The life cycle of the typical toy or game is only 1-3 years long, and it takes the USPTO 4-5 years to issue a patent. By the time the patent issues, your successful product would likely be off the shelf already. Toy and game companies actually consider it unprofessional to have a patent on a board game, it labels you as a newbie. Only if you have a technical breakthrough (e.g., better voice recognition for interactive, talking stuffed animal) should you seek patent protection.

Your protection in the toy industry is getting your idea to market 1st and brand loyalty. You could create a game very similar to Sorry, CandyLand or whatever and get away with it. But why would anyone buy a knockoff of the game they really want? Don’t worry about your game being stolen. Game companies don’t make their money stealing ideas, they need relationships with quality game developers because of the high churn rate of their product portfolio.

I suggest you read some books specifically targeted to toy inventors:

The Toy and Game Inventor’s Handbook, Richard Levy
The Game Inventor’s Guidebook, Brian Tinsman
Kobold Guide to Board Game Design

And others.

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quanedison's Avatar

great info. thx Daniel.

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mackieb's Avatar

Ok Thanks Daniel ! By the way, what does registering the domain name really protect? Also is that enough protection for a board game and would companies consider that as acceptable protection to move forward with your game?

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quanedison's Avatar

Hi Brandon,

Registering a domain name can may be helpful on the trademark front for protecting the name. The best way to protect a name is to register a trademark for the name.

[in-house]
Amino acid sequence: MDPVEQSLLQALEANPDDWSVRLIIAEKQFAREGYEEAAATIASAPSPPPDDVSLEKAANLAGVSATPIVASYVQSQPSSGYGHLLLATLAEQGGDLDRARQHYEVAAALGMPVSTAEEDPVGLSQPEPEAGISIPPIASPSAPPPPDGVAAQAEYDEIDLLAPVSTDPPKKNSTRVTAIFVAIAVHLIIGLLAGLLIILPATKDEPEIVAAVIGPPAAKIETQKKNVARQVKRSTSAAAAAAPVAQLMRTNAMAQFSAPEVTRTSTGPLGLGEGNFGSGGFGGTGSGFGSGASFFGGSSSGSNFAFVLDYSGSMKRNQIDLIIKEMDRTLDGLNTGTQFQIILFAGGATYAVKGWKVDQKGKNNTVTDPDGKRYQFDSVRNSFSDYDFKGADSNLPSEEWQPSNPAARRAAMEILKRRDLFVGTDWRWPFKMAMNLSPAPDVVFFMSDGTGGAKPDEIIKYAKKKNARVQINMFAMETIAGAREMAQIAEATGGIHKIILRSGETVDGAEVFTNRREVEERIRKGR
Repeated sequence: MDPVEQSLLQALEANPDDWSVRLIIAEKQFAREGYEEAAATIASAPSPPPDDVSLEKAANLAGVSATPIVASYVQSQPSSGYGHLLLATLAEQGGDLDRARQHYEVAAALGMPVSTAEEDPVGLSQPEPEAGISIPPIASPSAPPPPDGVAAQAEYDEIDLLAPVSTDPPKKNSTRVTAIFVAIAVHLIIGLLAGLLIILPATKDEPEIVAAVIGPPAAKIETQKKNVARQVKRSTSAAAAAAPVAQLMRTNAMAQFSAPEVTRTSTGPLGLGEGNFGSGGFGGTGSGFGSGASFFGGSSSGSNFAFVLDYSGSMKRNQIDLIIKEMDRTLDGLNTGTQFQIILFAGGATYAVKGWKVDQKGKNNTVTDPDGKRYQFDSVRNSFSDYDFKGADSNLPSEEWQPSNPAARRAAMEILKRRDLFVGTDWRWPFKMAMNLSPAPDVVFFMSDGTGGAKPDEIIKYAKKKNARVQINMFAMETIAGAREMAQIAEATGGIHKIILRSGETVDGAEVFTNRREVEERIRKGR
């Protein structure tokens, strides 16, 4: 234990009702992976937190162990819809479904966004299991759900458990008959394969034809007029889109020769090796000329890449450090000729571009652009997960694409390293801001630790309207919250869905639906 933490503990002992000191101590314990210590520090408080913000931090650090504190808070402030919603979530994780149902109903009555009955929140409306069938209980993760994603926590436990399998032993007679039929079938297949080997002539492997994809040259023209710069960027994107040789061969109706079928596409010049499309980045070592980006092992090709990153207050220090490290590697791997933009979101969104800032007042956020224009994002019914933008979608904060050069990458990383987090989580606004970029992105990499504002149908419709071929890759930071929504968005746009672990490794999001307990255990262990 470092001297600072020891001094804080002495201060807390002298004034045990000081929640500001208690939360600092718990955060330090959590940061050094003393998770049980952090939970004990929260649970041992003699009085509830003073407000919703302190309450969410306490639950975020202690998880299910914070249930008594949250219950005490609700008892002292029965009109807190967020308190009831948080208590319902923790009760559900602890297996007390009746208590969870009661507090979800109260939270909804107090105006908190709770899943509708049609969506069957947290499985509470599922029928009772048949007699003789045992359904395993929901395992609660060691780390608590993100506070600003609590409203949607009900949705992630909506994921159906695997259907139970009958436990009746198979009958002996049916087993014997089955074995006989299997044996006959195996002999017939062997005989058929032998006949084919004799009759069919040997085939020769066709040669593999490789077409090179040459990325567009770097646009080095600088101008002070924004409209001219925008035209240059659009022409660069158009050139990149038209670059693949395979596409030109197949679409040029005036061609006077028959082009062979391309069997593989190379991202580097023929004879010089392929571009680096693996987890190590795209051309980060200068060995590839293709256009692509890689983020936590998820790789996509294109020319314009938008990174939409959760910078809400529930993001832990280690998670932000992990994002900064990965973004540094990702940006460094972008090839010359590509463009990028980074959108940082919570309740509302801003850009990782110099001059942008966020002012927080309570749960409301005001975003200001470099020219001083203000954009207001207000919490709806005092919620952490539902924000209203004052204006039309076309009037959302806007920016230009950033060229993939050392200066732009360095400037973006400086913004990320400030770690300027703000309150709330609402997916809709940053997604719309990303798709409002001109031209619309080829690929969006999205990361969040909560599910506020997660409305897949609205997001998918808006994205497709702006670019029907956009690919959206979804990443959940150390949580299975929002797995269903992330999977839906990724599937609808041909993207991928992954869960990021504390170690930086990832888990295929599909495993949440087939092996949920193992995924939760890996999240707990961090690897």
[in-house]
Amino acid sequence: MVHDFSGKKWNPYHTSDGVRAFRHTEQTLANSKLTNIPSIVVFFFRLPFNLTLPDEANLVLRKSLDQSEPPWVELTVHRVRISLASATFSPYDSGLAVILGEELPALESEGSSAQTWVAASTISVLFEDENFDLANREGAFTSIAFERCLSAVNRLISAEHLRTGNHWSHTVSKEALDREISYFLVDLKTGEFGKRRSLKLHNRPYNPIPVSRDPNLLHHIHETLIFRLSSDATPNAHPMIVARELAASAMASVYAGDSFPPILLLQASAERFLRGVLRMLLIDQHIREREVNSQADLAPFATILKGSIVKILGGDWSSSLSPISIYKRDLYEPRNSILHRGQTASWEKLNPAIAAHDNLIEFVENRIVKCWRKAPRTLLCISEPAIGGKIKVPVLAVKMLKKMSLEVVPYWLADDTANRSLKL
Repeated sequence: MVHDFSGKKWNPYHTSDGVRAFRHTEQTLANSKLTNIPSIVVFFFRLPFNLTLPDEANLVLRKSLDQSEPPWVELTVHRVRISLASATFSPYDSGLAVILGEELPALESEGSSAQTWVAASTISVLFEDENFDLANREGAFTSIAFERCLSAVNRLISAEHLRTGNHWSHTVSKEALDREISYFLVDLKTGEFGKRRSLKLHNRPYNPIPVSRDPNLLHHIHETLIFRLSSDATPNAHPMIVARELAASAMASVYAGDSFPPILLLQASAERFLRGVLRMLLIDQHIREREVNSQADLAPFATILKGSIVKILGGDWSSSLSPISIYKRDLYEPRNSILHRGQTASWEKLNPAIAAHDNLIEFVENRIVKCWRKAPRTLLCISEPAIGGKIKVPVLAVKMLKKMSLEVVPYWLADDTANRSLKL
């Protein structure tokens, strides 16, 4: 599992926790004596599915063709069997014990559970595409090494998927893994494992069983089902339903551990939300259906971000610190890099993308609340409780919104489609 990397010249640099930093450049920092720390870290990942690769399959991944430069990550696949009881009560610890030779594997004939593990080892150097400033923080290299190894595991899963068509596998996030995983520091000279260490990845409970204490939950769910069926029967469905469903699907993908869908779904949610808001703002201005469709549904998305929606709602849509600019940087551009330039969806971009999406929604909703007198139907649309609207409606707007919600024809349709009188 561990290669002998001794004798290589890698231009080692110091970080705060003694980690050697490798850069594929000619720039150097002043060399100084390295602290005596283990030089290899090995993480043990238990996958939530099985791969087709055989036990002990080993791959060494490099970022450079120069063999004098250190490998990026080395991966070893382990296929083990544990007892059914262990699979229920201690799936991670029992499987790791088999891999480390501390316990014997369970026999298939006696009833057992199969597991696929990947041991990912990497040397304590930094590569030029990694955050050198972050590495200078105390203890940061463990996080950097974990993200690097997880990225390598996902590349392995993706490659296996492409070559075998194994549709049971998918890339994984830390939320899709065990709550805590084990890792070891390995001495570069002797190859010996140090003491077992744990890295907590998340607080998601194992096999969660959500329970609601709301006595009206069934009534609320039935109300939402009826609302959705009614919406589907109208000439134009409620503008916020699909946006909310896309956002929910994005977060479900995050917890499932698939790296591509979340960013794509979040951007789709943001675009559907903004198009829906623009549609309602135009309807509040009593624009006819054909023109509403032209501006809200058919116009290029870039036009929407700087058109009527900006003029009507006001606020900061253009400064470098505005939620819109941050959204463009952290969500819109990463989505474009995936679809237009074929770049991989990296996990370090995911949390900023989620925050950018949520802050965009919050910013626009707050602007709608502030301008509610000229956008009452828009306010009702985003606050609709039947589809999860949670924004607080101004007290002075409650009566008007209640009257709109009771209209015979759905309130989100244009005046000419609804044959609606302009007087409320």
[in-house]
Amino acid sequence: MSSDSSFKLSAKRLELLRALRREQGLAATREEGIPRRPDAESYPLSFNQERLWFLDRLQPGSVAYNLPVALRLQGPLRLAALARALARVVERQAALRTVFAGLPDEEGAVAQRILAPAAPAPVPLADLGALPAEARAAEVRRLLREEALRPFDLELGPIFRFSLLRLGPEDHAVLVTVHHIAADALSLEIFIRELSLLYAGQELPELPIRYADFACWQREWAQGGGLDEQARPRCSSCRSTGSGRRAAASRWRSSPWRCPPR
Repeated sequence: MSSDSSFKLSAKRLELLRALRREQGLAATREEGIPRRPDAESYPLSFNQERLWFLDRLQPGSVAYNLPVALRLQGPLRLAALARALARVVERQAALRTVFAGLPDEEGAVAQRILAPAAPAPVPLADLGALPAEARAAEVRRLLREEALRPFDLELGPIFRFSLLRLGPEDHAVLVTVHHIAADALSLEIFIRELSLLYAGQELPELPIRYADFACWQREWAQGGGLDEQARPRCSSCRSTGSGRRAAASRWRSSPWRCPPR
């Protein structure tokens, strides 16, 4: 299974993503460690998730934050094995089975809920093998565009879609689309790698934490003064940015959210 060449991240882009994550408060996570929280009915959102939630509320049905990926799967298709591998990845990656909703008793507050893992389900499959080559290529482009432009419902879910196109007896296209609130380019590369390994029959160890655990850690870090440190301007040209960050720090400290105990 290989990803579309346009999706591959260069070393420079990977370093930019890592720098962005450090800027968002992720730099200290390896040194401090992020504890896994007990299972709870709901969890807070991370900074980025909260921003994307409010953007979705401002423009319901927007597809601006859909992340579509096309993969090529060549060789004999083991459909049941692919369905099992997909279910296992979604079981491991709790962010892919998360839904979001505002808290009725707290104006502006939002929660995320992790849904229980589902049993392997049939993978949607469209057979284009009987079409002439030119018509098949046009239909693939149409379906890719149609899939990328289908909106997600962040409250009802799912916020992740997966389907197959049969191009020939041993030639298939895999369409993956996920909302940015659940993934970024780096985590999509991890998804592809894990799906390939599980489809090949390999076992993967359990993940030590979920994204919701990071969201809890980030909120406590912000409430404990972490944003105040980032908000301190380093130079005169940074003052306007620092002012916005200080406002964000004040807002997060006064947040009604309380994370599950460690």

To protect the game rules and print appearance, the inventor can register the copyright.

-Quan

This article is intended to be general information and nothing in this article constitutes legal advice. Please consult with an attorney before making intellectual property decisions.

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chicagoinventor's Avatarg8_badge

Registering a domain name is affordable and is a professional thing to do. If you have a name you think is perfect for your game, register it. Trademarks are very different from patents, but buying the domain name definitely helps with the trademark part of intellectual property. What I’m encouraging you not to do is spend 5 figure money on a patent that might not give you the protection you thought it would.

Of course, if you licensed the game, you’d sell them the domain name to your partner for $1.

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quanedison's Avatar

Hi John,

Thank you for thinking and commenting on this very important subject.

Let’s start here, and see if we can agree on the following re AIA:

1. public use = no grace period. Bar to patenting

2. public sale = no grace period. Bar to patenting

3. public disclosure = 1 year grace period if disclosure is by inventor or the disclosed content by third party is derived from the inventor. No grace period otherwise and is bar to patenting

4. secret use = USPTO position is that secret use or trade secret subject matter is patentable. However, this USPTO position is untested by the courts and we will have to see how the law will develop with respect to secret use

Let me know which of the above items you may disagree with.

Respectfully,

-Quan

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chief's Avatar

Hi John,
Allow me to chime in. Based on the definitions put forth by Quan, the key seems to be “public use” or “public disclosure”. I dug out an old court case where the words “public use” was defined, so did “prototype” usage. Here is a quote:

The meaning of “public use” does not hinge on whether the device was seen by others. “Public use” includes “any use of the claimed invention by a person other than the inventor who is under no limitation, restriction, or obligation of secrecy to the inventor”